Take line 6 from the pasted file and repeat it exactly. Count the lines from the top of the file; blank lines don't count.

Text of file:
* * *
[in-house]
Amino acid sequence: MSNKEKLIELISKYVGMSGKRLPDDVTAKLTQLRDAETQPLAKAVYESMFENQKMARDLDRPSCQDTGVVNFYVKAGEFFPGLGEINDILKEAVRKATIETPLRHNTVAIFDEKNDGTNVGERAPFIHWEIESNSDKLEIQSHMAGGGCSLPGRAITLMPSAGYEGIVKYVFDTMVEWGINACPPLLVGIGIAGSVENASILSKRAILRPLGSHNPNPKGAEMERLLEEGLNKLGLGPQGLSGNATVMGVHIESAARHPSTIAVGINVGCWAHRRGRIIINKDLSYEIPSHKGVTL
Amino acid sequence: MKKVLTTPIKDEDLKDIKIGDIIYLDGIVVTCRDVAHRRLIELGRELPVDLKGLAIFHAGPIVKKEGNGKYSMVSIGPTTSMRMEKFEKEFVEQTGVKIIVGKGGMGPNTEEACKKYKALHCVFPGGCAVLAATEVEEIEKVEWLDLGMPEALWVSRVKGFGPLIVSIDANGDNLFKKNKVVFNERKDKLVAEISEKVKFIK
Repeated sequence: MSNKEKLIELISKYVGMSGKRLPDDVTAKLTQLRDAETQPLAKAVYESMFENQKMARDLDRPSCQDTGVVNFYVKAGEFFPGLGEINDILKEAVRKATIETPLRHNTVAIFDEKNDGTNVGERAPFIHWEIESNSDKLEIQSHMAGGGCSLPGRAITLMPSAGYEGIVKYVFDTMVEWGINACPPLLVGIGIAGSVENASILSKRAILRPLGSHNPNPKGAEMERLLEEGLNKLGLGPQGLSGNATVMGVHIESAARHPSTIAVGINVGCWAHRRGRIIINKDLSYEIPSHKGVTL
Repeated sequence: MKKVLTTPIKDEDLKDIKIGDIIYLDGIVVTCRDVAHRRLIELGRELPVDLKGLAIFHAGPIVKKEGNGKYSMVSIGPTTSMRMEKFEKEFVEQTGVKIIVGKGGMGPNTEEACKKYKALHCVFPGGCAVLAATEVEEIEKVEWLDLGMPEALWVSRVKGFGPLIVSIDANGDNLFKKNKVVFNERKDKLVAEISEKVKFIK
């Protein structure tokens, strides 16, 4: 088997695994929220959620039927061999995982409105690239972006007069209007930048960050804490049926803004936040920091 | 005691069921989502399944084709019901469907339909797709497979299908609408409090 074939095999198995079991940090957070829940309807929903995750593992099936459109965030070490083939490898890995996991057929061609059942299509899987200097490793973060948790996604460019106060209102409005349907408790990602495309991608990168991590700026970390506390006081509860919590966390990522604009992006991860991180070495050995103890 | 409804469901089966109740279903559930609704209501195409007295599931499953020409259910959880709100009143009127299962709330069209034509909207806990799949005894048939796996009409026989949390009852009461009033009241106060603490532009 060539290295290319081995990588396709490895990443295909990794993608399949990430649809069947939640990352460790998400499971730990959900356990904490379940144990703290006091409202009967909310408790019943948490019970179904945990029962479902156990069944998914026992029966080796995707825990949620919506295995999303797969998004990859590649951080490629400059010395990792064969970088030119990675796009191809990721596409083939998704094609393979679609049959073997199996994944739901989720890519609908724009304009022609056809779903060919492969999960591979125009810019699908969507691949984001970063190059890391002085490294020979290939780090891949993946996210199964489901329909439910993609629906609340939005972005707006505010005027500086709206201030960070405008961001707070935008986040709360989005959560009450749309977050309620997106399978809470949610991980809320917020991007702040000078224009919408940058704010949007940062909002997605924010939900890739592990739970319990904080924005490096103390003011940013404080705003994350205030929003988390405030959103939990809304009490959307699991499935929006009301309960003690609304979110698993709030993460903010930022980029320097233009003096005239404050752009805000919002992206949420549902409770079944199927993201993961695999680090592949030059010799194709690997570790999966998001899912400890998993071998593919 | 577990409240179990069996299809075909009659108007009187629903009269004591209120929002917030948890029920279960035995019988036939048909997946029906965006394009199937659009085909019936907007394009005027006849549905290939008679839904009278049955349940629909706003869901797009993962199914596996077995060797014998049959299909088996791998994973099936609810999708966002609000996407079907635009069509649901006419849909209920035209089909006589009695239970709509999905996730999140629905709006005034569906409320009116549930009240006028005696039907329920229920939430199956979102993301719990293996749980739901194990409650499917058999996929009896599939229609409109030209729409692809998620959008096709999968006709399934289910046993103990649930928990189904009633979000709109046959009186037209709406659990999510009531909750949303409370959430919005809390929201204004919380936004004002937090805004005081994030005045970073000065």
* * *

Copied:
């Protein structure tokens, strides 16, 4: 088997695994929220959620039927061999995982409105690239972006007069209007930048960050804490049926803004936040920091 | 005691069921989502399944084709019901469907339909797709497979299908609408409090 074939095999198995079991940090957070829940309807929903995750593992099936459109965030070490083939490898890995996991057929061609059942299509899987200097490793973060948790996604460019106060209102409005349907408790990602495309991608990168991590700026970390506390006081509860919590966390990522604009992006991860991180070495050995103890 | 409804469901089966109740279903559930609704209501195409007295599931499953020409259910959880709100009143009127299962709330069209034509909207806990799949005894048939796996009409026989949390009852009461009033009241106060603490532009 060539290295290319081995990588396709490895990443295909990794993608399949990430649809069947939640990352460790998400499971730990959900356990904490379940144990703290006091409202009967909310408790019943948490019970179904945990029962479902156990069944998914026992029966080796995707825990949620919506295995999303797969998004990859590649951080490629400059010395990792064969970088030119990675796009191809990721596409083939998704094609393979679609049959073997199996994944739901989720890519609908724009304009022609056809779903060919492969999960591979125009810019699908969507691949984001970063190059890391002085490294020979290939780090891949993946996210199964489901329909439910993609629906609340939005972005707006505010005027500086709206201030960070405008961001707070935008986040709360989005959560009450749309977050309620997106399978809470949610991980809320917020991007702040000078224009919408940058704010949007940062909002997605924010939900890739592990739970319990904080924005490096103390003011940013404080705003994350205030929003988390405030959103939990809304009490959307699991499935929006009301309960003690609304979110698993709030993460903010930022980029320097233009003096005239404050752009805000919002992206949420549902409770079944199927993201993961695999680090592949030059010799194709690997570790999966998001899912400890998993071998593919 | 577990409240179990069996299809075909009659108007009187629903009269004591209120929002917030948890029920279960035995019988036939048909997946029906965006394009199937659009085909019936907007394009005027006849549905290939008679839904009278049955349940629909706003869901797009993962199914596996077995060797014998049959299909088996791998994973099936609810999708966002609000996407079907635009069509649901006419849909209920035209089909006589009695239970709509999905996730999140629905709006005034569906409320009116549930009240006028005696039907329920229920939430199956979102993301719990293996749980739901194990409650499917058999996929009896599939229609409109030209729409692809998620959008096709999968006709399934289910046993103990649930928990189904009633979000709109046959009186037209709406659990999510009531909750949303409370959430919005809390929201204004919380936004004002937090805004005081994030005045970073000065």